We have all been spending more time at home over this last year, and so no wonder many people are investing more on home improvements.
If you have been starting to consider your outside space and thinking about building a new stable block, updating an existing yard or converting an outbuilding, we have produced a checklist to help you get started – and how Scotts of Thrapston can support the process during these uncertain times:
First of all, if you are building a new stable block recognise you will need planning permission. Many people have made the mistake in believing wooden stables do not require planning permission because they are a “temporary structure”– causing a lot of unnecessary expense and trouble. The bases and groundwork required for a premium finish can be extensive, and can significantly change the landscape.
Look up your Local Plan on your Local Authority’s website. They all have specific policies relating to horse management which may affect your scheme. See Local Planning Guidance notes or even Supplementary Planning Guidance (SPG) notices relating to horses, both should be freely available from your Local Authority.
Find out the name and contact details of your planning officer at your local authority and set up an informal chat to discuss your proposed project. If the yard is for commercial purposes you may have to submit an initial application before obtaining planning permission. This will add to your professional costs and increase your timescales so, again, it is best to speak to the planning office initially.
Call the Scotts team to discuss your requirements. Our team are well positioned to handle the bureaucracy and red tape, which is part of the service you get from us as the leading timber stable manufacturer.
You can then either book a Zoom call or site visit with our stabling expert Brett Goldsmith, who will follow all COVID protocols for a safe interaction.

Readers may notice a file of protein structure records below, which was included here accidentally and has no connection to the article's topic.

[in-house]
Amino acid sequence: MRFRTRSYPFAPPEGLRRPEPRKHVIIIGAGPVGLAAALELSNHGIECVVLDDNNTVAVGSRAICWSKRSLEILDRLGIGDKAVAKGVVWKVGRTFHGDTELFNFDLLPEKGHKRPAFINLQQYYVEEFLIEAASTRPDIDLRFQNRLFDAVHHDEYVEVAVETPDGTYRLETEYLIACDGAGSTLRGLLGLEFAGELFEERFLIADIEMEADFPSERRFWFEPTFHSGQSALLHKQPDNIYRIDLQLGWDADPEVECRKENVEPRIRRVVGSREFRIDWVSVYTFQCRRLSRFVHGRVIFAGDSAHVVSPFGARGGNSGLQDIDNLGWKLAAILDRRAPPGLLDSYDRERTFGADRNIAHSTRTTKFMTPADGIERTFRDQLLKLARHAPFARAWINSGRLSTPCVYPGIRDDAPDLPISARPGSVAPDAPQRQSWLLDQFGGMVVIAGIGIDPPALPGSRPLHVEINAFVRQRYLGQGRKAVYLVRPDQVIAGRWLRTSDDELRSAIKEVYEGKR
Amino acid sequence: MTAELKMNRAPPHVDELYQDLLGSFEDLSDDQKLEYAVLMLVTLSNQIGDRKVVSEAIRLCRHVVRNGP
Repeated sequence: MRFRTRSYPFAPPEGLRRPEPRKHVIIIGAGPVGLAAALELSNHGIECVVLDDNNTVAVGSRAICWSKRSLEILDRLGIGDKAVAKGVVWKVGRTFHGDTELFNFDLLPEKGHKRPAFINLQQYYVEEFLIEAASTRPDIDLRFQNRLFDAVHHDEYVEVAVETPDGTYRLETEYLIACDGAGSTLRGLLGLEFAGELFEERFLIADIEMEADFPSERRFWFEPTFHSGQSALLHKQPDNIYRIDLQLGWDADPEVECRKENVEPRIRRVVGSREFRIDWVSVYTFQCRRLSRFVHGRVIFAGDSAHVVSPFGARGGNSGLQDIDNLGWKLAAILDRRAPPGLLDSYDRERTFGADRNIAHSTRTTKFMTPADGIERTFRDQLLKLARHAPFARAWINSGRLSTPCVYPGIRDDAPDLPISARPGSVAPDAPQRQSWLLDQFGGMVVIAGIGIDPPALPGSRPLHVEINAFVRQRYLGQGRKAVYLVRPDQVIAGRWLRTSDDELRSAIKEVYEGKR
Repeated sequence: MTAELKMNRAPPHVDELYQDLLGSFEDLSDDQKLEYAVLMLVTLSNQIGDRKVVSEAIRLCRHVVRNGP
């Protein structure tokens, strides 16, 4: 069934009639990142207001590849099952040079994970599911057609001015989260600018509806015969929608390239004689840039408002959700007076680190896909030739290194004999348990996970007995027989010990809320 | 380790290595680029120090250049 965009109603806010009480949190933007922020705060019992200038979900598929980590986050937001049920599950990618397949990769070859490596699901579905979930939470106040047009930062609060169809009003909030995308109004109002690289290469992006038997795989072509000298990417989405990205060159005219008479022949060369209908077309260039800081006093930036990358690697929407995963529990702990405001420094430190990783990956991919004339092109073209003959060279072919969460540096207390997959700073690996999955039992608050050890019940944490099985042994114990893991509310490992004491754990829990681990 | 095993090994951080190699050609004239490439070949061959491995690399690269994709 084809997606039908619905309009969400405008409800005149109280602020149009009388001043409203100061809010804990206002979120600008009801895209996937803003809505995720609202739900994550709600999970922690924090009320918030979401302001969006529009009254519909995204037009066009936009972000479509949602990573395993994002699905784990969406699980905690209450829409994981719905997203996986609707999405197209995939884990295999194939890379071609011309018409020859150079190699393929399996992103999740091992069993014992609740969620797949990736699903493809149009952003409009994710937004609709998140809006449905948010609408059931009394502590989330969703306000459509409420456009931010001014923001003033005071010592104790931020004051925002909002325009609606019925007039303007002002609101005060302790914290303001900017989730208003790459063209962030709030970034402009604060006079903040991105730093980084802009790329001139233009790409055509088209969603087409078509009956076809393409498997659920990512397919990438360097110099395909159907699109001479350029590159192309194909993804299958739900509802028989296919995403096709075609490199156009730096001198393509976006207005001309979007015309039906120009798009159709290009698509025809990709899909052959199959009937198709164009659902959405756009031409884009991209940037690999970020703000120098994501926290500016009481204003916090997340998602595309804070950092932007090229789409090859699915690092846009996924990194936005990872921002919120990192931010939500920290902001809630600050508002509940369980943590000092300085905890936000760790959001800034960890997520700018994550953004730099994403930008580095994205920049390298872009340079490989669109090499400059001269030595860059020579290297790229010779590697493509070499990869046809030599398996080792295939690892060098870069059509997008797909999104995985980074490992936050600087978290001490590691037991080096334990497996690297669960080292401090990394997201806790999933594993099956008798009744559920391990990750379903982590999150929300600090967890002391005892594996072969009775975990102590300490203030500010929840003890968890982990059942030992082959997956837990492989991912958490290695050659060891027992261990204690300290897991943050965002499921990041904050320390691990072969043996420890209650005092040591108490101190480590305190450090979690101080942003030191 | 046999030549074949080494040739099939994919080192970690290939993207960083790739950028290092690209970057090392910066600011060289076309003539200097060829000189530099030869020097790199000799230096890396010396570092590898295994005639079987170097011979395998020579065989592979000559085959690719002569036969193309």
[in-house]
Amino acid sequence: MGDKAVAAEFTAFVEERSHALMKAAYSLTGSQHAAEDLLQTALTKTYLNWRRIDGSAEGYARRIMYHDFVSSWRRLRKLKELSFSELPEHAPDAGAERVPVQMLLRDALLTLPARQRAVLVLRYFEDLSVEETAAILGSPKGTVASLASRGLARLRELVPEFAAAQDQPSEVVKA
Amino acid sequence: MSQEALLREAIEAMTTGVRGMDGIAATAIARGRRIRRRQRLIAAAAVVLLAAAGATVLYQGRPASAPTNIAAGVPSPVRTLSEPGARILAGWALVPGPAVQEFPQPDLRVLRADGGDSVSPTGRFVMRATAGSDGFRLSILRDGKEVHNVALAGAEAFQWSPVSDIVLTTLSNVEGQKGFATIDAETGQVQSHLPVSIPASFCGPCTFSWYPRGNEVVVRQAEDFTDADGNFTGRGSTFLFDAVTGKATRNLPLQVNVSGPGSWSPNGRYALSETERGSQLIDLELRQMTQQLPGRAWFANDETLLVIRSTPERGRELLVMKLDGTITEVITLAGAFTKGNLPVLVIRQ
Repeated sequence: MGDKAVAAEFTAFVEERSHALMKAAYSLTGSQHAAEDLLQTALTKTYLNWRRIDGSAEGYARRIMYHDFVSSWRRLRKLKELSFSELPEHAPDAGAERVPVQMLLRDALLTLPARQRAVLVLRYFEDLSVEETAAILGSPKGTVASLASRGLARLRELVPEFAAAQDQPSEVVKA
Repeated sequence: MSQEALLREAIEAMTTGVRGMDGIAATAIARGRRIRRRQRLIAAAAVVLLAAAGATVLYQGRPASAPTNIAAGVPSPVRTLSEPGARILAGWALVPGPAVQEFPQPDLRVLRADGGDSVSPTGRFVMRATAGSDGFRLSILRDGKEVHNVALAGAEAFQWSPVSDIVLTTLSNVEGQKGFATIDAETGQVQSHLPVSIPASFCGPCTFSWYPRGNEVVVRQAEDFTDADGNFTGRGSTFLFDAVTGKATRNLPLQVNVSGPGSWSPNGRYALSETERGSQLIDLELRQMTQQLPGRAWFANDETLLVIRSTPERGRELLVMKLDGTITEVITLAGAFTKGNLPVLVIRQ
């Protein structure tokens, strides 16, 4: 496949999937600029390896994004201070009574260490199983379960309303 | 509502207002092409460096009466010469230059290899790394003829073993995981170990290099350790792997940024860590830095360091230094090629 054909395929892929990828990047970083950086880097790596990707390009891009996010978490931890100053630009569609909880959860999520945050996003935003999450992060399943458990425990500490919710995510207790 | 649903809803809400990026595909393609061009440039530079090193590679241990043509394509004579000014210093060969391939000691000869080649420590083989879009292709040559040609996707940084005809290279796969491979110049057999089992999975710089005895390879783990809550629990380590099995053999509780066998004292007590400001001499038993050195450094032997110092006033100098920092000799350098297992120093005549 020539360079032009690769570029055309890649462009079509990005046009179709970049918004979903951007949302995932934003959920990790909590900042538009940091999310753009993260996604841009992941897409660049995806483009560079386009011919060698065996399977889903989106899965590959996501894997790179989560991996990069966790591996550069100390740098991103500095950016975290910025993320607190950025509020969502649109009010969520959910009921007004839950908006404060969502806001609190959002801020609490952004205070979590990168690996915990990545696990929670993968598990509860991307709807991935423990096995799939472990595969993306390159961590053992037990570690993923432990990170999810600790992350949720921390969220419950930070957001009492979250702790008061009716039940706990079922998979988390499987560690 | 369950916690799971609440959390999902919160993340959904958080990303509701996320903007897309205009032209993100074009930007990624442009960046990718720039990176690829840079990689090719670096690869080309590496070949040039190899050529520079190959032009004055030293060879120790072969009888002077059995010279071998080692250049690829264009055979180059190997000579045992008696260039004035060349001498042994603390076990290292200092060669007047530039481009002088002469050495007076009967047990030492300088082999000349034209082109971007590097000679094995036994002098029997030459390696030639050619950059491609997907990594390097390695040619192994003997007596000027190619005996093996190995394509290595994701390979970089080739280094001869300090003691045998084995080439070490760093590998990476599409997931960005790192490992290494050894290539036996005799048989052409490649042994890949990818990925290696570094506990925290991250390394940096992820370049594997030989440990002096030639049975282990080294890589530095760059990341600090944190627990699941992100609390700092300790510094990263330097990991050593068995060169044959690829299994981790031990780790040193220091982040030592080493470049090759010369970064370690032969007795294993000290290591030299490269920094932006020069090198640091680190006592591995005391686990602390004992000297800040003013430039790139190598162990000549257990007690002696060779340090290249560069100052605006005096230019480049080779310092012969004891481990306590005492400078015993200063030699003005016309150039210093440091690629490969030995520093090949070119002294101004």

He will take into account the surrounding architecture, ground levels and site lines which are key to a successful application. Broadly speaking, to be acceptable, any development has to fit in well with its surroundings, not impact on the amenities of neighbours and not cause traffic hazards.
If the yard is near to, or adjoining, an existing building or house, then it is highly likely that the design will need to match existing design details or styling in order to blend in. For example, the planning office might request a particular type of roof tile, or a colour for the wooden cladding or require a certain window style to match the local style. This will vary from county to county and may be stricter in a conservation area or being near to a listed building.
You can reduce the potential environmental impact of a stable yard by citing it in an appropriate place within the landscape (e.g. not on a prominent skyline) and by using existing hedge lines or trees as a visual screen.
Scotts of Thrapston offer advice about preparing an application and supply drawings to submit to the planning office. The drawings show all elevations and include sufficient detail to satisfy the curiosity of the planners.
Once you have a design and you have a professionally presented application, it is advisable to discuss any potential problems with the local officer and informally approach any neighbours to gauge their reaction.
You are now ready to submit for planning permission. During the pandemic the planning process has now been set up to operate remotely and applications will be considered by the Planning Committee on platforms such as ‘Zoom’. Meetings may also be livestreamed to the public through YouTube and Facebook, therefore your planning application may even attract a higher level of interest due to the ease of attending the meetings. So it’s important to create a strong application with the best advice possible.
The team at Scotts always allow at least four months for planning approval, but this could currently be much longer due to COVID. The government guidelines state that applications should be decided upon within 16 weeks, but Scotts’ experience shows that difficult applications can take much longer to settle. Don’t expect to make an application one month and get approval the next.
Scotts have the resources available to carry out the build during the pandemic. We have set up strict protocols for the team of erectors who remain in bubbles for the duration of a project. Including social distancing, keeping tools sanitised, wearing gloves and masks should the jobs involve closer contact with each other.
It needn’t be a trial…the way to clear the hurdles is to seek advice from experienced professionals; especially during these testing times. Scotts of Thrapston is still here to help guide you through the entire process, from initial concept and design through to planning approval and construction.